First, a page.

Cathay Life Insurance Co (國泰人壽) yesterday said it would recognize an investment loss of NT$8.8 billion (US$298.1 million) in Indonesia’s Bank Mayapada Internasional Tbk PT due to concerns about the lender’s operations amid a corporate scandal.
The company said it would revise its earnings result for June, from a net profit of NT$6.52 billion to a net loss of NT$520 million, its first monthly loss over the past 17 months.
After booking an investment loss of NT$5.2 billion in Bank Mayapada earlier this year, Cathay Life has so far recognized total investment losses of NT$14 billion in the lender, executive vice president Lin Chao-ting (林昭廷) told a news conference in Taipei.
Photo: Wu Chi-lun, Taipei Times
Cathy Life has invested NT$13.3 billion in Bank Mayapada since 2015 and recognized a net profit of NT$700 million over the past five years.
However, the recognized investment loss of NT$8.8 billion has completely written off its investment in the Indonesian lender, Lin said.
The company conducted due diligence of Bank Mayapada at the end of last month, discovering that the lender’s non-performing loan ratio stood at 6.94 percent, higher than the industry average of below 3 percent, although it still made a profit of 143.6 billion rupiah (US$9.73 million) for the first half of this year, Lin said.
Benny Tjokrosaputro, one of the lender’s debtors, was in January named a suspect in a bribery case involving PT Asuransi Jiwasraya, which had also triggered a run on the bank, he said.
Despite its losses of NT$14 billion in the lender, Cathay Life is still considering whether to raise its stake in the lender from 37.33 percent to 51 percent, Cathay Financial Holding Co (國泰金控) president Lee Chang-ken (李長庚) said.
“We are still talking with the Indonesian government and the bank’s controlling shareholder Tahir family about many issues, including how to handle the loans offered to Benny Tjokrosaputro,” Lee said.
“Based on our investment in Vietnam and Cambodia, we believe that if we have controlling power over the investment entity, the returns would be solid. So we are still evaluating if we should be a controlling shareholder in Bank Mayapada,” Lee said.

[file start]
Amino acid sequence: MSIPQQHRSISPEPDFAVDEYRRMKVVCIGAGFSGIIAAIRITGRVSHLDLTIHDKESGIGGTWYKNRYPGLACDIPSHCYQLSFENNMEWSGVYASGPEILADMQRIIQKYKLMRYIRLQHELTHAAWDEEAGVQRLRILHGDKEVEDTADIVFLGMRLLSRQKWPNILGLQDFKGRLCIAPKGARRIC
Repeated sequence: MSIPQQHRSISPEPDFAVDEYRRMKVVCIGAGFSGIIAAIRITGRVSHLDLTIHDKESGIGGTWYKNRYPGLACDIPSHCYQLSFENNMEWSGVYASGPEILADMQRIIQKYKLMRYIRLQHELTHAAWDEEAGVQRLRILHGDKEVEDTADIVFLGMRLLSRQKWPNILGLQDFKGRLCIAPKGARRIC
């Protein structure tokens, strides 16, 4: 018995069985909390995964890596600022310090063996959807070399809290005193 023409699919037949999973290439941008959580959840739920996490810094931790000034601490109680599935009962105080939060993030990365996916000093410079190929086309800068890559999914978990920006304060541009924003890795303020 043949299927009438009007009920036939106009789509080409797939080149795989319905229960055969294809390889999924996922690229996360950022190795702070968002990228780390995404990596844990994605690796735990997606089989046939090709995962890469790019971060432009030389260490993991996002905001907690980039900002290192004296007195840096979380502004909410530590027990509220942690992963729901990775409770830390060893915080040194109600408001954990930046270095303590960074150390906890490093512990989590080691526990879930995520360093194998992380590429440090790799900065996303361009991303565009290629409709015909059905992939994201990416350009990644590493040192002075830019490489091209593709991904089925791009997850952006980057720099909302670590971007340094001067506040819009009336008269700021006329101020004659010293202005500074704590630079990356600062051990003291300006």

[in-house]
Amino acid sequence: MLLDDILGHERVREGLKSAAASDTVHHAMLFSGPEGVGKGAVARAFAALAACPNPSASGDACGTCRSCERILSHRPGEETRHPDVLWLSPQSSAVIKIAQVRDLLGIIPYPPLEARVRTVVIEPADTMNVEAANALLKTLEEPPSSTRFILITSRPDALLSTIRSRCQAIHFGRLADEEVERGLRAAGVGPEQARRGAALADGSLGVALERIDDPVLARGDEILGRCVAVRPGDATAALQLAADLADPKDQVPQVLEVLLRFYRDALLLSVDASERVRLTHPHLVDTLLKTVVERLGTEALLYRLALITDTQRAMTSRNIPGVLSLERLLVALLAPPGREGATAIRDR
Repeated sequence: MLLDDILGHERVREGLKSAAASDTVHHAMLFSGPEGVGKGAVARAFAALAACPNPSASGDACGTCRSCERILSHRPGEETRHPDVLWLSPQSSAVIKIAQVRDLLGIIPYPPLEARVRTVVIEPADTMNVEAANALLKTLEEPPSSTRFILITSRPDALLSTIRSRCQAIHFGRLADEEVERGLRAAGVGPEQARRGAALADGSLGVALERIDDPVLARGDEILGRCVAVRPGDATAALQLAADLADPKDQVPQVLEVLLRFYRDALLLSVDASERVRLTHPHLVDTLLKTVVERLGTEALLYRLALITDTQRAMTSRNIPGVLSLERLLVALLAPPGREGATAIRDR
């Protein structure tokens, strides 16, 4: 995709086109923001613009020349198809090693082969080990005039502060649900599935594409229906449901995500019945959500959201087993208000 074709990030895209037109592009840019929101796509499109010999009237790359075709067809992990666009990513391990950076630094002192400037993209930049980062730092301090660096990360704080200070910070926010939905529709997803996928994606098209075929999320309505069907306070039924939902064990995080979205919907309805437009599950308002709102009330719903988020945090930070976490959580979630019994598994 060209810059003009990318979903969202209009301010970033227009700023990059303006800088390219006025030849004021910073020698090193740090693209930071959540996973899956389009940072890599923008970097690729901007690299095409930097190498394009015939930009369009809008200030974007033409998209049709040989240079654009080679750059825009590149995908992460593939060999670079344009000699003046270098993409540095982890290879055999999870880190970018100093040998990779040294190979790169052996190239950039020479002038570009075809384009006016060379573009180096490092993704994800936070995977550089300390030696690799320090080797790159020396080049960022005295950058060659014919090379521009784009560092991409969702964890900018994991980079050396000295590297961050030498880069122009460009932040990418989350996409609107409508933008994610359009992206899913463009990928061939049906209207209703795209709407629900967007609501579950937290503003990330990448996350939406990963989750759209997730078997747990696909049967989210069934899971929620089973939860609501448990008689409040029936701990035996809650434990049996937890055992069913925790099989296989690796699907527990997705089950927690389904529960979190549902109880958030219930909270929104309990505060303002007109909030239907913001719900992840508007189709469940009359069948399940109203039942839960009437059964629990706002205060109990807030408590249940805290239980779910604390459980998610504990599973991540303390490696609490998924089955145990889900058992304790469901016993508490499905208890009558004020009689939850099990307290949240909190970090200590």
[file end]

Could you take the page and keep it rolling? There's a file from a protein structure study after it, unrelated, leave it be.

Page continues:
The insurer might reach a conclusion in three months, he added.
Cathay Life yesterday reported net profit of NT$12.2 billion for last month, the highest for a single month, due to advancing payment of cash dividends, while its cumulative profit for the first seven months rose 29 percent year-on-year to NT$31.5 billion, Lin said.
Intel Corp has talked with Taiwan Semiconductor Manufacturing Co (TSMC, 台積電) and Samsung Electronics Co about the Asian companies making some of its best chips, but the Silicon Valley pioneer is still holding out hope for last-minute improvements in its own production capabilities. After successive delays in its chip fabrication processes, Santa Clara, California-based Intel has yet to make a decision less than two weeks ahead of a scheduled announcement of its plans, people familiar with the deliberations said. Any components that Intel might source from Taiwan would not come to market until 2023 at the earliest and would be based on
MediaTek Inc (聯發科) yesterday announced it would give incentive bonuses totaling NT$1.7 billion (US$59.7 million) to its employees and those at the firm’s major subsidiaries, after the smartphone chip supplier’s revenue hit US$10 billion last year. This is the biggest incentive bonus the Hsinchu-based handset chip designer has ever distributed in its 23-year history. About 17,000 full-time employees of MediaTek and five of its subsidiaries, including Richtek Technology Corp (立錡科技) and Airoha Technology Corp (絡達科技), would receive a “red envelope” of NT$100,000 each, the company said. “Surpassing US$10 billion is just the beginning. We will continue to [grow] on this basis,” MediaTek
TO SPUR REVENUE: The contract chipmaker expects its profit to grow 15 percent this year, outpacing the foundry industry’s projected advance of about 10 percent Taiwan Semiconductor Manufacturing Co (TSMC, 台積電) yesterday raised its projected capital spending for this year by 62 percent, a new high, in an attempt to satisfy customer demand for advanced technologies in the production of central processing units, high-performance-computing (HPC) devices and 5G applications. After investing US$17.24 billion last year, TSMC this year plans to spend US$25 billion to US$28 billion on manufacturing equipment and new facilities, including a fab in the US. About 80 percent of the budget would be allocated for developing advanced technologies including 3, 5 and 7-nanometer technologies, the company said. The larger-than-expected capital spending prompted speculation
RIPPLE EFFECTS: Diminished supply, which has for the past few months affected auto firms worldwide, might prove to be a short-term issue due to COVID-19, an expert said A widening global shortage of semiconductors for auto parts is forcing major auto companies to halt or slow vehicle production just as they were recovering from COVID-19 pandemic-related factory shutdowns. Officials at Volkswagen AG, Ford Motor Co, Fiat Chrysler Automobiles NV, Toyota Motor Corp and Nissan Motor Co all say they have been hit by the shortage and been forced to delay production of some models in order to keep other factories running. “This is absolutely an industry issue,” Toyota spokesman Scott Vazin said in an e-mail on Friday. “We are evaluating the supply constraint of semiconductors and developing countermeasures to minimize